Clark and Grace Rader purchased the 174-acre Vera Peters farm located between Hebron and Kirkersville (and one mile west of Luray) on which to build a $200,000 drag strip. Clark Rader, Sr., along with sons Ben and Clark, Jr., began construction work on the facility in September 1963. It was just off of U. S. Route 40. At the time, U.S. Route 40 was known as the National Road or the National Trail, which is why it was called National Trail Raceway. The strip was 3,500 feet long and 60 feet wide when first built. It opened for racing on June 21, 1964. In 1972, NHRA's Springnationals was first held at National Trail. In 1996, Eighteen people were arrested at the 1975 Springnationals following a rock and bottle throwing incident. NHRA purchased the track from the Rader family. The Springnationals was renamed the Pontiac Excitement Nationals and then the Pontiac Performance Nationals.
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April 11, 1965
CLICK HERE to see 8mm video footage of National Trail Raceway, 1960s, 5 minutes

Newark "Drag Strip"

  • Years of Operation: 1956-57

Beginning with the first race held on August 12, 1956, the Newark Timing Association conducted races every Sunday. The drag strip was located on Route 668 in the direction of Perryton on Route 15, east of Newark. The exact location of the track is not known; more research is needed. In December 1957, a half-mile long asphalt drag strip on a 128 acre farm (with 3,000 pine trees) was being offered for sale in the Newark Advocate newspaper. The ad stated that the strip was "a real money maker." This may have been this drag strip. The Newark Timing Association also conducted races at the Hyde Park Drag Strip in 1957, located between Hebron and Newark. This seems to be in a different location than this Newark "Drag Strip." To confuse matters more, ads for the Powell Drag Strip (see below) also gave its location as being east of Newark, but off Route 16 (not Route 15). In October 1958, a 121-acre farm that included a $12,000 blacktop drag strip was being offered for sale. It was 12 miles from Newark, the ad again stating that it was a "money-maker for some one" at a "bargain price of $18,500." Could this have been the same farm/drag strip that was being offered for sale in December 1957?
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1956
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Nicholsville Drag Strip

  • Years of Operation:  ?-?

This drag strip, which was probably a 1/8th-mile strip, was located a quarter mile southwest of Nicholsville on State Route 222. The distance would place it in the vicinity of the Laurel Nicholsville Road, but it may have been further southwest of that location. Races were conducted by the Modified Chariots car club of Bethel. Races were held every Sunday. More research is needed to find out the years of operation, specific location, and details about its history.
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Northway Airport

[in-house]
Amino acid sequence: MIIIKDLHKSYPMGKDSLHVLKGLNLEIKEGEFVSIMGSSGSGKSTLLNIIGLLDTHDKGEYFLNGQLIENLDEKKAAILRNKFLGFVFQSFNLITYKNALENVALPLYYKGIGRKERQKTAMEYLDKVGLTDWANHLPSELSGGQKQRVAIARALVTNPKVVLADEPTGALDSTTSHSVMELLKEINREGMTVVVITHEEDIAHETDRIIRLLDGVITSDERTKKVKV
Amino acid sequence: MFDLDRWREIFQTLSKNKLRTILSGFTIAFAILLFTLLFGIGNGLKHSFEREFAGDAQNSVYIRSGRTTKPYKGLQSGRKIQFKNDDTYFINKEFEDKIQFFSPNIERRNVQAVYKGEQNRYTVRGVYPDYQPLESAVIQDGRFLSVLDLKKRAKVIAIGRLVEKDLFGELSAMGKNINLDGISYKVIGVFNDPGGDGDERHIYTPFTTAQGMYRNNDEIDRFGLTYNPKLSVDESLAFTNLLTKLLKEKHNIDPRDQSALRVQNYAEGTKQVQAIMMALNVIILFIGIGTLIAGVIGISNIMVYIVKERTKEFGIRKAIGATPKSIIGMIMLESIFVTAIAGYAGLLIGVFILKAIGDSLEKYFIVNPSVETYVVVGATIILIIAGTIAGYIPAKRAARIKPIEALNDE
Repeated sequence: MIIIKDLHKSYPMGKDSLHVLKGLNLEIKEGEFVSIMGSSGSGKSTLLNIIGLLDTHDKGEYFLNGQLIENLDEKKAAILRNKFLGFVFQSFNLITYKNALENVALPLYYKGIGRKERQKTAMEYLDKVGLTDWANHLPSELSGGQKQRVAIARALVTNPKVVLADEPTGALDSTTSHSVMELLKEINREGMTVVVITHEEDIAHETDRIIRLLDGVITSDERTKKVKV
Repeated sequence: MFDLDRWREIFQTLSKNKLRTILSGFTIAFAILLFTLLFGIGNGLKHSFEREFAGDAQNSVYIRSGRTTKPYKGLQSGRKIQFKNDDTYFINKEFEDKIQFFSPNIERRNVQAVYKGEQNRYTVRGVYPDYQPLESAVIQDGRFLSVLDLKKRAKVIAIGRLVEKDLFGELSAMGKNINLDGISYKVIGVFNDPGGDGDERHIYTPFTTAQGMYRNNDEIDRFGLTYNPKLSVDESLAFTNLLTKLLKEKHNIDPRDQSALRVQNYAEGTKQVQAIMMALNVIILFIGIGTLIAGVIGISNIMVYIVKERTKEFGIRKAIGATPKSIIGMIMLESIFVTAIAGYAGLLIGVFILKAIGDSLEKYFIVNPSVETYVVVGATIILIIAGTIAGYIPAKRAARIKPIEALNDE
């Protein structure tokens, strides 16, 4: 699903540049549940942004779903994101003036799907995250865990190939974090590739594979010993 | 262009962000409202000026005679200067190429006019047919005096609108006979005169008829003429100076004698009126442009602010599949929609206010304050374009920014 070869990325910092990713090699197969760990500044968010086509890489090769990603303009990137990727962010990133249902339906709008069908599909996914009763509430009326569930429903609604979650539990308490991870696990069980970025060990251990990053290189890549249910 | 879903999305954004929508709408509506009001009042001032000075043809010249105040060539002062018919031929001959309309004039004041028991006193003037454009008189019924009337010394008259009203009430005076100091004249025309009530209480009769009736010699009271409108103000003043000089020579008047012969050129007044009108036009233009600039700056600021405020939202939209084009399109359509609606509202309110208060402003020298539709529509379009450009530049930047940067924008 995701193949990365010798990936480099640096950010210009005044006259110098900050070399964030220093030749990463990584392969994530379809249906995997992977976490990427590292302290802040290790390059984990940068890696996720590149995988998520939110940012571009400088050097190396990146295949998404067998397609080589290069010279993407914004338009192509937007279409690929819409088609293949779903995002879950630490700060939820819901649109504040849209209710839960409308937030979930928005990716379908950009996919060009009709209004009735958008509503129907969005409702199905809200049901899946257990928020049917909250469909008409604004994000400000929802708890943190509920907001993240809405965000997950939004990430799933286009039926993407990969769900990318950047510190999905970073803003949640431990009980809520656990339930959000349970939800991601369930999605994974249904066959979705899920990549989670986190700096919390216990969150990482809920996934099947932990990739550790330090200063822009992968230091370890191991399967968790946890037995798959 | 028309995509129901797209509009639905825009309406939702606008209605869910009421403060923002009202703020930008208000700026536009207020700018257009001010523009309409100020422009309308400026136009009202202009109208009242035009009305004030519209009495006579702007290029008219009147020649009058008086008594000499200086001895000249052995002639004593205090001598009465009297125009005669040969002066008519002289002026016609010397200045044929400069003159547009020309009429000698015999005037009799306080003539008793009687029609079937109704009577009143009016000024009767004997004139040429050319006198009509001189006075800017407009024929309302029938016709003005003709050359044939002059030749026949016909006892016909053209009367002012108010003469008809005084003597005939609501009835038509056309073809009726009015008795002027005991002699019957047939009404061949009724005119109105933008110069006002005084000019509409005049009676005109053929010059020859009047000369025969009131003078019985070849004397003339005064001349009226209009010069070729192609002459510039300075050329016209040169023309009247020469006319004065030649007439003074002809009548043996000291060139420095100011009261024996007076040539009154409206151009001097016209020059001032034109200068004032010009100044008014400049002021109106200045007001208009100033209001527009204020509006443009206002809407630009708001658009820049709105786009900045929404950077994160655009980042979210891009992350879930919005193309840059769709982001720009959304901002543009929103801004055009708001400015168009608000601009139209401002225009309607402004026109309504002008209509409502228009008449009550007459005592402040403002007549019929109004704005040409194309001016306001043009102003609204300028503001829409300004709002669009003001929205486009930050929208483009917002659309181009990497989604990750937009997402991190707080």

• Years of Operation: 1957

Northway Airport was a private airport located somewhere north of Columbus. County commissioners had been battling the airport's dual use as a drag strip in court since spring 1957. Their arguments were bolstered when a small plane trying to land crashed upside down on September 29, 1957, while trying to dodge two drag racers. The plane only missed hitting the drag racers by ten feet while trying to land on the grass runway which crossed the paved drag strip. The three occupants of the plane escaped serious injury. The exact location of the airport is not known and more research is needed.
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Norwalk Dragway/Summit Motorsports Park

  • Years of Operation: 1963-present
 
In mid-July 1963, construction started on a 3/4-mile long drag strip located on Route 18 at the intersection of Route 601, two miles east of Norwalk. When it opened, it was a paved strip, 3,750 feet long and 60 feet wide, with an additional 1,000 feet of leveled shutdown. Walter Herzog and Vincent Schubert leased one hundred acres of land for the strip to Walvin, Inc. It was a $150,000 project. Norwalk Dragway opened for racing on October 13, 1963. At the time it opened, it was the only NHRA-sanctioned strip between West Salem and Toledo.  The track opened without spectator seating or concessions in its first abbreviated season. At the second race on October 20, the Olds-powered dragster of Tibboles-Shane, driven by Bill Tibboles from Bellevue, took top eliminator with a 9.07 ET and 164.53 MPH. In 1964, the track had a new two-story timing tower. The track opened for weekly Sunday racing in 1964 on May 10. Four national records were set at an NHRA regional meet on August 8-9, 1964.  Gordon Collett set a new ET record in A/GD of 8.35, tying Jimmy Nix's mark. Joe Schubeck set a new top speed track record of 187.88 MPH. In 1966 the track was sanctioned by AHRA, which held a Grand American championship event on July 24. Over 500 cars competed, setting fifteen AHRA national records. Wayne Fanndon from Toronto took top fuel and Dick Harrell took the super stock funny car class. In January 1968, the track shifted to NHRA sanction. Walter Herzog managed the track that year. Goodyear briefly used the track for tire testing in the early 1970s. In 1973 the track was sold to a joint venture between Wayne Sergeant and Bill Bader. Sergeant pulled out of the deal the following year and Bader continued as the sole owner. The track was reopened on April 28, 1974.
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1964
CLICK HERE to see 8mm video footage of Norwalk Dragway, 1968, first 5 minues of 9 minute film (second half is Dragway 42), no sound